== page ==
# Hydrodynamics of Wave-Power Extraction

**Principal Investigator**
Chiang Mei

**Project Website**
http://web.mit.edu/mit-tdp/www/ad-research-technology-2.html

This research is focused on the extraction of mechanical energy from ocean surface waves, without including the specifics of mechanical to electrical energy conversion, to predict wave power absorption rate, wave forces on and motion of wave-energy absorbers. Our objectives are to construct mathematical models to predict the hydrodynamic aspects of two types of wave-energy absorbers, buoys and oscillating water columns, in the following areas: (1) mutual interaction of neighboring absorbers in a wave farm, which is an array of many point absorbers, (2) energy loss in the neighborhood of absorbers, (3) nonlinearity of waves and absorber motion, (4) randomness of waves, and (5) variation of sea depth.

We are currently investigating the items (1) absorber arrays, and (2) dissipation loss, employing theoretical fluid dynamics, wave theories, perturbation and asymptotic methods.

Two classes of absorber arrays are investigated: (1) small buoys separated at distances smaller than a typical wave length, (2) medium to large buoys, with each on top of a vertical cylinder, separated by approximately a wavelength. As a necessary first step to study the arrays, the linear dynamics of a single buoy is studied to find the added mass and radiation damping coefficients as well as the force due to diffraction.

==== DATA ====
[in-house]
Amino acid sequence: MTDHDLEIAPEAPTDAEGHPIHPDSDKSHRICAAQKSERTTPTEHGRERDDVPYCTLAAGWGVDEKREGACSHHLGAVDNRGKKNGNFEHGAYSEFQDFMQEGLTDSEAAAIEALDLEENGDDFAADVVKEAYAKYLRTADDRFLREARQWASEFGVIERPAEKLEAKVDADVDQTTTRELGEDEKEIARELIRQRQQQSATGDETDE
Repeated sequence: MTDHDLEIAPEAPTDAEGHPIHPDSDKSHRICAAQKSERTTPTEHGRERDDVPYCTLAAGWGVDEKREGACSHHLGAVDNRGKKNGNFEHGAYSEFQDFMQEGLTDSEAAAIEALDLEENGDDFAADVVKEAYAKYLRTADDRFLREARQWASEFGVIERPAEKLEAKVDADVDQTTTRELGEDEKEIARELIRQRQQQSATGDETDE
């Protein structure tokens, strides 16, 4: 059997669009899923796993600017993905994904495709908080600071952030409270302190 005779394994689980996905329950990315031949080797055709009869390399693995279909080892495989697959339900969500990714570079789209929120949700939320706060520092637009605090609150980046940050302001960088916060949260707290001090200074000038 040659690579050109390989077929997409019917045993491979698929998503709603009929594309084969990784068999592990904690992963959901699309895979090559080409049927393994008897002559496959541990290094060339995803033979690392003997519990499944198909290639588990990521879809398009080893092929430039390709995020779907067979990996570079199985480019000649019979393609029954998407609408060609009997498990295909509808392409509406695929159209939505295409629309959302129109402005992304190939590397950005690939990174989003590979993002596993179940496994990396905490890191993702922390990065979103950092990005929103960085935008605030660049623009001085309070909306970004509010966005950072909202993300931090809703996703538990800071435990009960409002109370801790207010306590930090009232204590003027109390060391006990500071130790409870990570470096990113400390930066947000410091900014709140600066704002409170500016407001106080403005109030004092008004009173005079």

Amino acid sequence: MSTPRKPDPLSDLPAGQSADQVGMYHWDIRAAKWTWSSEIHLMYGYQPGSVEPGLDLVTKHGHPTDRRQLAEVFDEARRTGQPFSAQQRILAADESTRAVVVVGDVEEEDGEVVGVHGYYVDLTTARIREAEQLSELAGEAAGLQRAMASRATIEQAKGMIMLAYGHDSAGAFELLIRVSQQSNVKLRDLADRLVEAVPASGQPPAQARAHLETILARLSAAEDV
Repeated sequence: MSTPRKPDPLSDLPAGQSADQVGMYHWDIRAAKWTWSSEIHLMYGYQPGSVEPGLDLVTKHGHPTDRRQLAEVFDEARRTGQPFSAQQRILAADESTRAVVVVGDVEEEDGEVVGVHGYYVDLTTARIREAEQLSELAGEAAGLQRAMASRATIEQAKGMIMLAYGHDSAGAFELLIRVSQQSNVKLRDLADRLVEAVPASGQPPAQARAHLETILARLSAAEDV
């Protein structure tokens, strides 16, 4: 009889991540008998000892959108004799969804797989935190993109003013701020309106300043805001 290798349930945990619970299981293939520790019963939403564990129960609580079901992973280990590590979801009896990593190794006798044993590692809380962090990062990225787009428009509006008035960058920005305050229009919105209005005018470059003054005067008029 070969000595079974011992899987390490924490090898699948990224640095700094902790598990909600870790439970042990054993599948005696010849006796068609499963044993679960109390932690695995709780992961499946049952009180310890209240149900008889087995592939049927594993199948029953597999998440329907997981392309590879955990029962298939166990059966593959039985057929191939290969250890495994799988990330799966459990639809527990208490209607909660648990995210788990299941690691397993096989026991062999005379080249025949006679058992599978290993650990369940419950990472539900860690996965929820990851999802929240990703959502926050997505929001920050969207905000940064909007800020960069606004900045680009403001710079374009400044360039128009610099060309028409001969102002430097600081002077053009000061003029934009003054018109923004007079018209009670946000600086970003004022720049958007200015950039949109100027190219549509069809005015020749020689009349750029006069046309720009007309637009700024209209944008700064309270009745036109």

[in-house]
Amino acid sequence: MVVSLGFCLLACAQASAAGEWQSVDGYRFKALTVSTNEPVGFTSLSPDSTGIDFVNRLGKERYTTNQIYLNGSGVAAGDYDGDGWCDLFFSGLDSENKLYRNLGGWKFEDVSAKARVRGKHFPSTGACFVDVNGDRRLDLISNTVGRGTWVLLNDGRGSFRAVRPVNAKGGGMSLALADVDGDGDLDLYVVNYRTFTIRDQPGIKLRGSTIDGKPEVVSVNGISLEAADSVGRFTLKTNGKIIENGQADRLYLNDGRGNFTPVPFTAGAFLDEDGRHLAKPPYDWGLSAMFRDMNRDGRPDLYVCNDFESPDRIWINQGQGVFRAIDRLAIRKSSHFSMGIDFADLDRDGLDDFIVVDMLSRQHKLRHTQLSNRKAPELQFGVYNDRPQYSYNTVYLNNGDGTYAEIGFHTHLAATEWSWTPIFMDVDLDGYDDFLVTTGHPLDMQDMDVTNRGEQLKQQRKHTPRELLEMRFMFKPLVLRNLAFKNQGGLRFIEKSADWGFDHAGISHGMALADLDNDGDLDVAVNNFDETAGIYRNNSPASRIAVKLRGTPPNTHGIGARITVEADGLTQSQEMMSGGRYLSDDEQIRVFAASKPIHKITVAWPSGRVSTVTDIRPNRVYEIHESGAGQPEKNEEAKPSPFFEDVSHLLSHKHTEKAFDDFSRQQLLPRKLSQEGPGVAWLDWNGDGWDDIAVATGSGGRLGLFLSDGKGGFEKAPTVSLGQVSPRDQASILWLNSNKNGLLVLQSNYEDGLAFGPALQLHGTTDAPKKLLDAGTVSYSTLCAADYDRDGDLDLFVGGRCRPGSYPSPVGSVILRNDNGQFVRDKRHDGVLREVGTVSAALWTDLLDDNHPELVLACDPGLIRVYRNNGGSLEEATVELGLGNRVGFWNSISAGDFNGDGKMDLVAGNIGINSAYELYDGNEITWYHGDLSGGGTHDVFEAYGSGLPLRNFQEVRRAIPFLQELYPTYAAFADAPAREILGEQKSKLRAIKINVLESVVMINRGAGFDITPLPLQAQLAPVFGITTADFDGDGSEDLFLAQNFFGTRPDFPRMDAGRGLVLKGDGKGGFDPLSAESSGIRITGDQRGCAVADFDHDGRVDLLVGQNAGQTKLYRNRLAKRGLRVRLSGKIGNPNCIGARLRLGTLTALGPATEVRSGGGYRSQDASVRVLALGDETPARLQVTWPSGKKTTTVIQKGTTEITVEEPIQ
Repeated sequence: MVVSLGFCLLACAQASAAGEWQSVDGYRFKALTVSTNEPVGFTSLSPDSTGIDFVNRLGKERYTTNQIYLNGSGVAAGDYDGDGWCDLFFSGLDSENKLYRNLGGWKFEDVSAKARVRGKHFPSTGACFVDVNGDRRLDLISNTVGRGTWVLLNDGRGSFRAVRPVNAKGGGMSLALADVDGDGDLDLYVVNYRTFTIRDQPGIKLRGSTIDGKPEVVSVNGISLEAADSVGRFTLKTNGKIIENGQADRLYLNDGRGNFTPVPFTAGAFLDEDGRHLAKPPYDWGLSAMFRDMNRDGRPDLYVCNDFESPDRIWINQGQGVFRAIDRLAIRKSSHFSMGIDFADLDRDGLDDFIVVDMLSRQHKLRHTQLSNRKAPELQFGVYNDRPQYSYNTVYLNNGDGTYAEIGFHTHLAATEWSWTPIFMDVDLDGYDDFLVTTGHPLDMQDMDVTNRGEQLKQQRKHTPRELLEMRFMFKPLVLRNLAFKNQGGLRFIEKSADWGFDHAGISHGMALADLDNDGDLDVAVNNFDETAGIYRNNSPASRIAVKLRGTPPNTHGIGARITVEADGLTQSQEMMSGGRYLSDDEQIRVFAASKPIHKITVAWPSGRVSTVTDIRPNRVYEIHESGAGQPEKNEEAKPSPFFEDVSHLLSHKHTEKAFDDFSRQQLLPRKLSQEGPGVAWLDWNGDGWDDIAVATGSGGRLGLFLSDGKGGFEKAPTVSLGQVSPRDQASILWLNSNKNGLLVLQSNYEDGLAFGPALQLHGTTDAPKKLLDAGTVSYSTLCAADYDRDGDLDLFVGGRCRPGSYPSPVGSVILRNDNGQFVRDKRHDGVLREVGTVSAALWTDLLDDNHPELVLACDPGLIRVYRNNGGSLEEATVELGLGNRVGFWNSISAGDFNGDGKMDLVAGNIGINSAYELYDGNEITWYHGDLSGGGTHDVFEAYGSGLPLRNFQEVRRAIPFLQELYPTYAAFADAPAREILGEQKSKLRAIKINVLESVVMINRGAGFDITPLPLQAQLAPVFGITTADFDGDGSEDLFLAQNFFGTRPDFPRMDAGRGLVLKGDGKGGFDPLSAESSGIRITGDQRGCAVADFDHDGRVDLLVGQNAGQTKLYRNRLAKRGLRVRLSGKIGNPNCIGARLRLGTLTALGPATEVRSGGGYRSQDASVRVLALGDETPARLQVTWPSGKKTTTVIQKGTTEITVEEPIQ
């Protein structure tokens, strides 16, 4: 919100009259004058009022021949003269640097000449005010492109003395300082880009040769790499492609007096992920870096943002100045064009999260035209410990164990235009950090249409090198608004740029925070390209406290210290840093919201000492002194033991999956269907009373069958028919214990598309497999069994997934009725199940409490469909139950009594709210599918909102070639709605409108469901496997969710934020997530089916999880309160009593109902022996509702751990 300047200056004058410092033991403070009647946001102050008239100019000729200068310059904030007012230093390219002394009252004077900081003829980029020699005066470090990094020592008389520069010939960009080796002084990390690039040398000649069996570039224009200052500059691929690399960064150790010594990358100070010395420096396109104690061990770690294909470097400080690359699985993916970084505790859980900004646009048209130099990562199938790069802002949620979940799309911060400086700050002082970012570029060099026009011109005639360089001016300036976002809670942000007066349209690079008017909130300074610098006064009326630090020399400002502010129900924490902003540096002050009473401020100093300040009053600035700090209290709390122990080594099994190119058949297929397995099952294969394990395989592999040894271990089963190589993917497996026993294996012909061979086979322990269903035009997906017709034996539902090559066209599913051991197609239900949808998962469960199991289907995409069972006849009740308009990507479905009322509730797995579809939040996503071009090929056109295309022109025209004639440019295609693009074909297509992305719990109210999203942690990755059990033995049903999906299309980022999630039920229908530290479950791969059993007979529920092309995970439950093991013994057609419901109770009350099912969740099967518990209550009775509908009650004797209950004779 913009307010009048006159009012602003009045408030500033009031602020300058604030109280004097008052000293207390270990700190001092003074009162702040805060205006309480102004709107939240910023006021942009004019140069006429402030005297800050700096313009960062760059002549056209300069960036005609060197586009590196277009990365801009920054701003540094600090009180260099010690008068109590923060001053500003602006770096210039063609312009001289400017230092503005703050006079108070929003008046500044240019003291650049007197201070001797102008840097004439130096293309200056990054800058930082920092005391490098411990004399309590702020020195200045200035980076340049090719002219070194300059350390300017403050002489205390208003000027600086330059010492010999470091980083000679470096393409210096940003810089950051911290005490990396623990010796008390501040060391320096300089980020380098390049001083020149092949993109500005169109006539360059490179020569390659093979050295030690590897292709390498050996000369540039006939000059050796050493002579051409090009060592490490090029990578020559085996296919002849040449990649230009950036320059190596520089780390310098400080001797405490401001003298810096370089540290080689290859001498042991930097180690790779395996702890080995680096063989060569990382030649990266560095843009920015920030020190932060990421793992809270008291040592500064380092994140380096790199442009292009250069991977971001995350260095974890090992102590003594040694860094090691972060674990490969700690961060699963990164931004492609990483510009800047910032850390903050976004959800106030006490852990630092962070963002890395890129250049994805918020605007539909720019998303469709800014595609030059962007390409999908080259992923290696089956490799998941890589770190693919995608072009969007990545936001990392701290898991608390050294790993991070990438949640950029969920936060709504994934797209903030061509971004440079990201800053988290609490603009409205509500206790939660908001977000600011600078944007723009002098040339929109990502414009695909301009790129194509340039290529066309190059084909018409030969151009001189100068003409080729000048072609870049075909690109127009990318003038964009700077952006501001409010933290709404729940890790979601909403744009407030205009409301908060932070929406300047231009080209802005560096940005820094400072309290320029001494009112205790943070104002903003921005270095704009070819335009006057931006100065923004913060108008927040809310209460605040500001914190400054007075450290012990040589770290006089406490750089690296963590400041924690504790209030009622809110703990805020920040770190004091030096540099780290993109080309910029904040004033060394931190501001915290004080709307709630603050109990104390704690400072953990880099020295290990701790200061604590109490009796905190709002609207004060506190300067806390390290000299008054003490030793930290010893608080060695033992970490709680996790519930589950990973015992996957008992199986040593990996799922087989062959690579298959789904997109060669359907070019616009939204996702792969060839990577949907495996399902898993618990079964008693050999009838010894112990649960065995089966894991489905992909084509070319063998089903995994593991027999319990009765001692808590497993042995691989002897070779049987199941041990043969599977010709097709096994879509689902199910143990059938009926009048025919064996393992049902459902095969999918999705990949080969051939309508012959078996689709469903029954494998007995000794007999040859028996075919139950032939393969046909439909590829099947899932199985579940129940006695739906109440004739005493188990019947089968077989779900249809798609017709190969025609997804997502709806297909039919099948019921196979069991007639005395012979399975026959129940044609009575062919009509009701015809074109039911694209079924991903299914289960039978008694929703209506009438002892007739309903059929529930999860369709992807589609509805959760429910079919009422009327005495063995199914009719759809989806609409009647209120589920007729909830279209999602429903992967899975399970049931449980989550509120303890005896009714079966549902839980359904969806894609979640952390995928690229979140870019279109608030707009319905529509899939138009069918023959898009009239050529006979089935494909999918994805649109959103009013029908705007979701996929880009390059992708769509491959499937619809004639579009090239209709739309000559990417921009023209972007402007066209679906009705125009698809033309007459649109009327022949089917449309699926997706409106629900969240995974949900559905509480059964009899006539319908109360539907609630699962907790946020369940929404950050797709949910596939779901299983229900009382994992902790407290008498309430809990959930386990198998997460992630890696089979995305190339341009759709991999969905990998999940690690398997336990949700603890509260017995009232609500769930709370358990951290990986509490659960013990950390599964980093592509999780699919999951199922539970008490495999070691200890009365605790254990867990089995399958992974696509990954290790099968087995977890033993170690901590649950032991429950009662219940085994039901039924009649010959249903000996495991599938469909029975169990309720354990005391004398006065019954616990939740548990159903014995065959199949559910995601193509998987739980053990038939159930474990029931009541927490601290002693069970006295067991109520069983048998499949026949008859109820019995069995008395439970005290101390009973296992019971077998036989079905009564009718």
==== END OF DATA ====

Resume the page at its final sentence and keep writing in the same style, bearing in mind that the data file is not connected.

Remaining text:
For accurate prediction of net wave power absorption, realistic estimation of dissipation loss is essential. There are two important causes of dissipation. One is inside the turbulent boundary layers on the structural surface and the other is vortex shedding. As an initial step to examine the effect of friction on waves, we have extended the asymptotic theory for resonant scattering of water waves by an array of fixed vertical cylinders. The asymptotic theory employs certain general tools in solid-state physics and crystallography. Method of multiple scales is used to find the amplitude of the resonated waves. To account for the effect of dissipation, we impose a fictitious boundary condition on the cylinder walls which can be adjusted to treat the two types of dissipation.

Linear dynamics of a single small buoy of cylindrical shape has been studied analytically. Numerical computations have also been performed to find the necessary coefficients in order to predict the motion of the buoy and the power output.

Linear dynamics of a single buoy on top of a vertical cylinder has been examined theoretically. Numerical computations are in progress.

Having extended the theory of Li & Mei (2007), we modified their analytical solutions for a long strip of cylinder array attacked by waves from the left side of the strip, for both normal and oblique incidence involving two or three resonantly coupled waves to investigate the effect of energy loss on the attenuation of the wave amplitude along the array.

We have defined the fictitious boundary condition on the cylinder walls to incorporate the effect of dissipation in the boundary layer near the cylinder walls. Incorporating the effect of dissipation due to vortex shedding is ongoing.